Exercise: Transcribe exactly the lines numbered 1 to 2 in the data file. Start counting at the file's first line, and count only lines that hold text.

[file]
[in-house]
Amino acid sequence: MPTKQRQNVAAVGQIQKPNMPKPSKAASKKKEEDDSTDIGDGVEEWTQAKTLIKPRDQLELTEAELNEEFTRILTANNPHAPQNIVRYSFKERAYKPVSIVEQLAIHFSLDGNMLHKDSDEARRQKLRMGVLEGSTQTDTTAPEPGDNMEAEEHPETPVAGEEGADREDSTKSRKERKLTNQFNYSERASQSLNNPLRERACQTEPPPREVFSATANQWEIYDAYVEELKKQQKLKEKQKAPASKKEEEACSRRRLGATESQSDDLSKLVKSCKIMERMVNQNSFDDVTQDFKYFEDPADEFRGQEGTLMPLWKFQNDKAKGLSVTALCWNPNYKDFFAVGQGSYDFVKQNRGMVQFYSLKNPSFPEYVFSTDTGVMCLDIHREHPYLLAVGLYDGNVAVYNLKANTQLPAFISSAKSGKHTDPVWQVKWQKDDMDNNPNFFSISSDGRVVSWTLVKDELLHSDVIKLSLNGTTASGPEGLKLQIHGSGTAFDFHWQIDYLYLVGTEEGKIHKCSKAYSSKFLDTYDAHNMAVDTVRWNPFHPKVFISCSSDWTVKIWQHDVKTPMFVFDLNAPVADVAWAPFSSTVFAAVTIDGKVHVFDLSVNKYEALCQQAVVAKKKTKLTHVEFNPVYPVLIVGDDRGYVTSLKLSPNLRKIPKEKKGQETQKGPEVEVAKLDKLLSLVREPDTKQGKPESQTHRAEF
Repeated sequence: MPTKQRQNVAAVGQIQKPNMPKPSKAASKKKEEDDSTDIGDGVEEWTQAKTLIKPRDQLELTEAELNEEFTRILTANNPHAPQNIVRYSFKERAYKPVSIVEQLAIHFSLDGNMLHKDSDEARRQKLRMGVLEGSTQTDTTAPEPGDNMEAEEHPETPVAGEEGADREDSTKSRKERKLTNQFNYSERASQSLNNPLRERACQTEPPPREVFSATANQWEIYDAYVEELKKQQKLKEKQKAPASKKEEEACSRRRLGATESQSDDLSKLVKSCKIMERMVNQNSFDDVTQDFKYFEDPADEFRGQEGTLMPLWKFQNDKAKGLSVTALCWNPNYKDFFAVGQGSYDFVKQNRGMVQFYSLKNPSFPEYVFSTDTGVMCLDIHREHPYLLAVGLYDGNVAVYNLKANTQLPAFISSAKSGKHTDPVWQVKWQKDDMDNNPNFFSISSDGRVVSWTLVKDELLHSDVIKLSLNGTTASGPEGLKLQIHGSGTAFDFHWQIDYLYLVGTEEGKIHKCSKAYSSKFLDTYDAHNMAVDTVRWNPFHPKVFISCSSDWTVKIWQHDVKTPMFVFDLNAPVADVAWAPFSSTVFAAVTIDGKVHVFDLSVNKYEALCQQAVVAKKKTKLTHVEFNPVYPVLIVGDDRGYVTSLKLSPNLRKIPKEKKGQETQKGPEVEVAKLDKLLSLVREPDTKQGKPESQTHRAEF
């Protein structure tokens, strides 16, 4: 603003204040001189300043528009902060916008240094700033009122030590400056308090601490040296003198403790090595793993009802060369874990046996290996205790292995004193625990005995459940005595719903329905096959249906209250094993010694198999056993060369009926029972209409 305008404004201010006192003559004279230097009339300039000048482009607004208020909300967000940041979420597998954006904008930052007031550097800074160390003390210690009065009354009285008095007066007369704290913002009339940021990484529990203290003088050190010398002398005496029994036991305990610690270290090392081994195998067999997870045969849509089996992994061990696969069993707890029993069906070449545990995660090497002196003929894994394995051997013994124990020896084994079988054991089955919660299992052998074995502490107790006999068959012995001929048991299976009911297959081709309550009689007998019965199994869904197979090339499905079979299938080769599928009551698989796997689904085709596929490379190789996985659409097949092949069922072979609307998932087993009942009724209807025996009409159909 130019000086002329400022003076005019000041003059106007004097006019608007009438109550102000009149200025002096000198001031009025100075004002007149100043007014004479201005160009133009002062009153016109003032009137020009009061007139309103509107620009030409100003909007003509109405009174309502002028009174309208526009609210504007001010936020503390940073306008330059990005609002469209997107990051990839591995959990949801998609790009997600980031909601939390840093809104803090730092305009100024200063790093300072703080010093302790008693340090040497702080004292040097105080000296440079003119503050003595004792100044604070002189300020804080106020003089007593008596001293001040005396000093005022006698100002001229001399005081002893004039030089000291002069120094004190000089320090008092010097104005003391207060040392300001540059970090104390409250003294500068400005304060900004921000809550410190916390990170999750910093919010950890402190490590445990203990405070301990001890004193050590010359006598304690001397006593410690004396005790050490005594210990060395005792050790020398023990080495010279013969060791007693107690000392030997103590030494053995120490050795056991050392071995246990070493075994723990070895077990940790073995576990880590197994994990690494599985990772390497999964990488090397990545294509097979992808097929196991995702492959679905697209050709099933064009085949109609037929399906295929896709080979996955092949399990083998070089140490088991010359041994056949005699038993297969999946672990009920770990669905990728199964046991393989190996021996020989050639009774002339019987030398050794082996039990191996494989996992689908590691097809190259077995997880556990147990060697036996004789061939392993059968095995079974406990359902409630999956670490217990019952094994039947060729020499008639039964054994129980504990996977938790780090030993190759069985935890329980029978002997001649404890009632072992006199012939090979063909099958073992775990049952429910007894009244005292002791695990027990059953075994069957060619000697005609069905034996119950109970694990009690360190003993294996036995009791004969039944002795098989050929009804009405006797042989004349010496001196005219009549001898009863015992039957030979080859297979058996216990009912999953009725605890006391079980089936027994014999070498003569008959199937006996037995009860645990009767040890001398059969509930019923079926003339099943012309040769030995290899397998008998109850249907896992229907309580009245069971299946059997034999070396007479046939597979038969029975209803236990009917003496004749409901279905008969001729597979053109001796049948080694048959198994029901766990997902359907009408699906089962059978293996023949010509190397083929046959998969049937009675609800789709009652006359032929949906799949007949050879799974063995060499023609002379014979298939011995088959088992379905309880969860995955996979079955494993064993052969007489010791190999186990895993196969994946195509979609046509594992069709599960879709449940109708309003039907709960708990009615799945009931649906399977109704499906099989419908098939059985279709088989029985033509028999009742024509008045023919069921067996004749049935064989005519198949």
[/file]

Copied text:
[in-house]
Amino acid sequence: MPTKQRQNVAAVGQIQKPNMPKPSKAASKKKEEDDSTDIGDGVEEWTQAKTLIKPRDQLELTEAELNEEFTRILTANNPHAPQNIVRYSFKERAYKPVSIVEQLAIHFSLDGNMLHKDSDEARRQKLRMGVLEGSTQTDTTAPEPGDNMEAEEHPETPVAGEEGADREDSTKSRKERKLTNQFNYSERASQSLNNPLRERACQTEPPPREVFSATANQWEIYDAYVEELKKQQKLKEKQKAPASKKEEEACSRRRLGATESQSDDLSKLVKSCKIMERMVNQNSFDDVTQDFKYFEDPADEFRGQEGTLMPLWKFQNDKAKGLSVTALCWNPNYKDFFAVGQGSYDFVKQNRGMVQFYSLKNPSFPEYVFSTDTGVMCLDIHREHPYLLAVGLYDGNVAVYNLKANTQLPAFISSAKSGKHTDPVWQVKWQKDDMDNNPNFFSISSDGRVVSWTLVKDELLHSDVIKLSLNGTTASGPEGLKLQIHGSGTAFDFHWQIDYLYLVGTEEGKIHKCSKAYSSKFLDTYDAHNMAVDTVRWNPFHPKVFISCSSDWTVKIWQHDVKTPMFVFDLNAPVADVAWAPFSSTVFAAVTIDGKVHVFDLSVNKYEALCQQAVVAKKKTKLTHVEFNPVYPVLIVGDDRGYVTSLKLSPNLRKIPKEKKGQETQKGPEVEVAKLDKLLSLVREPDTKQGKPESQTHRAEF